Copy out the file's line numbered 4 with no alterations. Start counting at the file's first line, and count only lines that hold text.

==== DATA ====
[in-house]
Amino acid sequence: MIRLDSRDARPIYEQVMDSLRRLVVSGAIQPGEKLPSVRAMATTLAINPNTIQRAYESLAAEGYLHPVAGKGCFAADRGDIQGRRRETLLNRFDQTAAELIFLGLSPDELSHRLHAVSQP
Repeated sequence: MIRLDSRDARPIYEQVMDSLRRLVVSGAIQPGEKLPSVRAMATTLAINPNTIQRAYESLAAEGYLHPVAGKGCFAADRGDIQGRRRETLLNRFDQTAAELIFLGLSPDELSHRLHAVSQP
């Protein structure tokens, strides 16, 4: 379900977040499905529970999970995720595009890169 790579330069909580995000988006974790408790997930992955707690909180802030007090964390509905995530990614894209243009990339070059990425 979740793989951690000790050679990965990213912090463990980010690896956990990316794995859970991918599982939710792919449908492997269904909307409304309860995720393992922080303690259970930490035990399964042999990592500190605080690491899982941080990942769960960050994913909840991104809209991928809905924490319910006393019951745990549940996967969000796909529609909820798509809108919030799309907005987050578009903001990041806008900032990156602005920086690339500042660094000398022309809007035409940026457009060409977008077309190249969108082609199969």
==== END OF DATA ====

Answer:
């Protein structure tokens, strides 16, 4: 379900977040499905529970999970995720595009890169 790579330069909580995000988006974790408790997930992955707690909180802030007090964390509905995530990614894209243009990339070059990425 979740793989951690000790050679990965990213912090463990980010690896956990990316794995859970991918599982939710792919449908492997269904909307409304309860995720393992922080303690259970930490035990399964042999990592500190605080690491899982941080990942769960960050994913909840991104809209991928809905924490319910006393019951745990549940996967969000796909529609909820798509809108919030799309907005987050578009903001990041806008900032990156602005920086690339500042660094000398022309809007035409940026457009060409977008077309190249969108082609199969």